Office of the Attorney General of Texas


July 25, 1997

The Honorable Steven C. Hilbig
Bexar County Criminal District Attorney
Bexar County Justice Center
300 Dolorosa, Suite 5072
San Antonio, Texas 78205-3030
Letter Opinion No. 97-069

Re: Whether a constable may call regular and reserve deputy constables into service to provide security at events sponsored by separate governmental or private entities and collect payment therefor (ID# 39175)

Dear Mr. Hilbig:

You ask whether a constable may call regular and reserve deputy constables into service to provide security at events sponsored by separate governmental or private entities. You state that a Bexar County constable is providing regular and reserve deputy constables as security personnel to separate governmental and private entities and collecting monies on behalf of a deputy constables' association for the deputy constables' services.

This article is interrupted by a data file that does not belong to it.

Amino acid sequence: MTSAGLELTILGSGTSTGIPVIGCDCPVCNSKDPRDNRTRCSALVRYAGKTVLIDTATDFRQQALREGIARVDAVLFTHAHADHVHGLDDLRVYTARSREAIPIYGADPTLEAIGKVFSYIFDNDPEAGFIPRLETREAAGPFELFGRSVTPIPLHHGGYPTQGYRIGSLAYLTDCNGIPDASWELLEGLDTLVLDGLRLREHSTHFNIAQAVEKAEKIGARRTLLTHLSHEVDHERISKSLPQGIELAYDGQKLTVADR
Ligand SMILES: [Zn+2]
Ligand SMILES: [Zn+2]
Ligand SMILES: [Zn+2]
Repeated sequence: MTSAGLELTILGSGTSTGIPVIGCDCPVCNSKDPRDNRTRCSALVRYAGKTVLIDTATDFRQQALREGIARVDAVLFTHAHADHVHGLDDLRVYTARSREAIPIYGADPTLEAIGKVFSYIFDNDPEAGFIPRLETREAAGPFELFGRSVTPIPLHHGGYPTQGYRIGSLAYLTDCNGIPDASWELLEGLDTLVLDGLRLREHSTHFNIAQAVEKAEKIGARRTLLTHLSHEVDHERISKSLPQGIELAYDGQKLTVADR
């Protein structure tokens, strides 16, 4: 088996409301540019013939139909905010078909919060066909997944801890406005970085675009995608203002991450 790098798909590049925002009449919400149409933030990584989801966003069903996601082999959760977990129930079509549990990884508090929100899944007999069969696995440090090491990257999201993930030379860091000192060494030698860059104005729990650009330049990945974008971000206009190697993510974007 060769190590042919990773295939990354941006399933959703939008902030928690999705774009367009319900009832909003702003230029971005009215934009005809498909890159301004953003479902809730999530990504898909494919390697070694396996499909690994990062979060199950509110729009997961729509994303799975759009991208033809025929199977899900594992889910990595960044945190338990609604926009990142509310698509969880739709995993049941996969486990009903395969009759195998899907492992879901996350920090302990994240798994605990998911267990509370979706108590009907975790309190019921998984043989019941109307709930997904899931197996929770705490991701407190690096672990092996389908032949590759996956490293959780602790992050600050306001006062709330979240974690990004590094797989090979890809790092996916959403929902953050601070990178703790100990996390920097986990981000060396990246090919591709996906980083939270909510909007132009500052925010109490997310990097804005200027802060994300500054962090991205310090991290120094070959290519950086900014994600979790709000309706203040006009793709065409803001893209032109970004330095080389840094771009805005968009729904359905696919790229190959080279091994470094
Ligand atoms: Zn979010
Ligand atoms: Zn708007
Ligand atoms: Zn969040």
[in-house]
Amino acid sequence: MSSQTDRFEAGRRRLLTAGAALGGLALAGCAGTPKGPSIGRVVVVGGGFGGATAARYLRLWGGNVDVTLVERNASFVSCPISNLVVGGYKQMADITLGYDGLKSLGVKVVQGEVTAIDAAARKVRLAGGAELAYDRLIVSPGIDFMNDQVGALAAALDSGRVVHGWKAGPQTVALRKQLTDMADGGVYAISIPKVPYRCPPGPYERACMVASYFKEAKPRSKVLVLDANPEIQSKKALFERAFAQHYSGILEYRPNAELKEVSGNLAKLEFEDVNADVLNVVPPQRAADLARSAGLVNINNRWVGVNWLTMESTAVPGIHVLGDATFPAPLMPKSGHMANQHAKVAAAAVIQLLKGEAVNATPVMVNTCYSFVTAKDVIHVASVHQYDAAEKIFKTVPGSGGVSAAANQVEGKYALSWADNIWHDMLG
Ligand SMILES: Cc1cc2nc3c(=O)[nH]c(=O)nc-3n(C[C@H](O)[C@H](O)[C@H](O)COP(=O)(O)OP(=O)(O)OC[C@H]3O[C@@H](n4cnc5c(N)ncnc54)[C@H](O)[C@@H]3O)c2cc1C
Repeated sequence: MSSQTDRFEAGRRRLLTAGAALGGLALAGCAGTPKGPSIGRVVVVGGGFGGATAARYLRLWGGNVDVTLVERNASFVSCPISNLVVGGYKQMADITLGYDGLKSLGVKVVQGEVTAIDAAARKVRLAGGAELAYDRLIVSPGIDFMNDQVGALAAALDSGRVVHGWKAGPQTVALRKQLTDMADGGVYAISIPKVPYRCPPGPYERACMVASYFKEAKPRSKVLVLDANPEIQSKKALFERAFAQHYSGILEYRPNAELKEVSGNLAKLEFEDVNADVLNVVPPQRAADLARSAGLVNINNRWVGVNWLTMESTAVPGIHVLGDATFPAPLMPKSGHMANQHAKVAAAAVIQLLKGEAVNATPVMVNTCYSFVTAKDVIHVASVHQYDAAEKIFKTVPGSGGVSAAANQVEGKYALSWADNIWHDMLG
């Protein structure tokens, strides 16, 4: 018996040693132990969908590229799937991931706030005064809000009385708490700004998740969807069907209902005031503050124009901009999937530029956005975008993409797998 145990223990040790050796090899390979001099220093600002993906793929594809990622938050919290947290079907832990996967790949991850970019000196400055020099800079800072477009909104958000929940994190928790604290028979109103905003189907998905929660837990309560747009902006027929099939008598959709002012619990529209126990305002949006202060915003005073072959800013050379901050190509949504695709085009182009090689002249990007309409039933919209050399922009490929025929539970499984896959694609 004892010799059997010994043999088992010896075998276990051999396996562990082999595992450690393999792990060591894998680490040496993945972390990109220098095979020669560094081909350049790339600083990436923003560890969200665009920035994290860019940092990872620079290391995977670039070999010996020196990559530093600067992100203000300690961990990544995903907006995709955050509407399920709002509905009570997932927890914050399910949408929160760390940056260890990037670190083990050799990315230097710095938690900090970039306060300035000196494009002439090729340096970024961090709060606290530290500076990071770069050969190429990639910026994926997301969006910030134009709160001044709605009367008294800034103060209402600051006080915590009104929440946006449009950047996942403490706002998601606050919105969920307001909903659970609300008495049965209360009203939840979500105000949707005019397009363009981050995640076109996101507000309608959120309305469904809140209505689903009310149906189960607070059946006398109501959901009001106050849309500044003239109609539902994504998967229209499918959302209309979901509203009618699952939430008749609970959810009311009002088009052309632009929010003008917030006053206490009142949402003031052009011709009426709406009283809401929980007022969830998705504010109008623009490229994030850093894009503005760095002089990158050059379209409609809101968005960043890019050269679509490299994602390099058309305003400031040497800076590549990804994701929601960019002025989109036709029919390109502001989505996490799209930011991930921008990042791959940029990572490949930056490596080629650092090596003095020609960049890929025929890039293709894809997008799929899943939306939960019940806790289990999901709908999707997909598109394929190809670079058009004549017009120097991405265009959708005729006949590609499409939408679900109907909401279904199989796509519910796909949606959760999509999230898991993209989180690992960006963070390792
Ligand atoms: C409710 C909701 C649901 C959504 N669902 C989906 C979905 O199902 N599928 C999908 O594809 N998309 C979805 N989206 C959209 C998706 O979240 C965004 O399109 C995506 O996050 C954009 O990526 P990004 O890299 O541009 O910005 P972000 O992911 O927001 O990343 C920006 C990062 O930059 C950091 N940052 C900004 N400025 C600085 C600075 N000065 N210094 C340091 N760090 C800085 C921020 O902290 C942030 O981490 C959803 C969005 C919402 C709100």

The situation you describe is addressed by existing authority. First, we note that a constable is clearly authorized to deploy regular and reserve deputy constables to preserve the peace within his or her jurisdiction at events sponsored by governmental or private entities. See Code Crim. Proc. art. 2.13 (duty of peace officer to preserve the peace within his or her jurisdiction); Local Gov't Code § 86.012(b) (authority of constable to call reserve constables to preserve the peace and enforce the law). It is also a well-established common-law principle, however, that peace officers acting within the scope of their official duties may not receive compensation from third parties. See, e.g., Attorney General Opinions JM-462 (1986) at 4 ("it is well-established that peace officers may not accept compensation from third parties or private sources for the performance of their official duties"), JM-57 (1983) at 5 (noting "basic rule of law that a public officer may not accept compensation from third parties or private sources for the performance of official duties") (citing Kasling v. Morris, 9 S.W. 739, 740 (Tex. 1888)), C-661 (1966) at 3. Therefore, a regular or reserve deputy constable who provides security for an event sponsored by a separate governmental or private entity within the scope of his or her official duties may not accept compensation from the event's sponsor for doing so. We believe that this common-law prohibition precludes a regular or reserve deputy constable from performing official duties in exchange for any type of consideration beyond his or her regular salary, including a contribution to a deputy constables' association. We also believe it precludes a constable from deploying regular or reserve deputy constables to perform official duties in exchange for any type of additional consideration.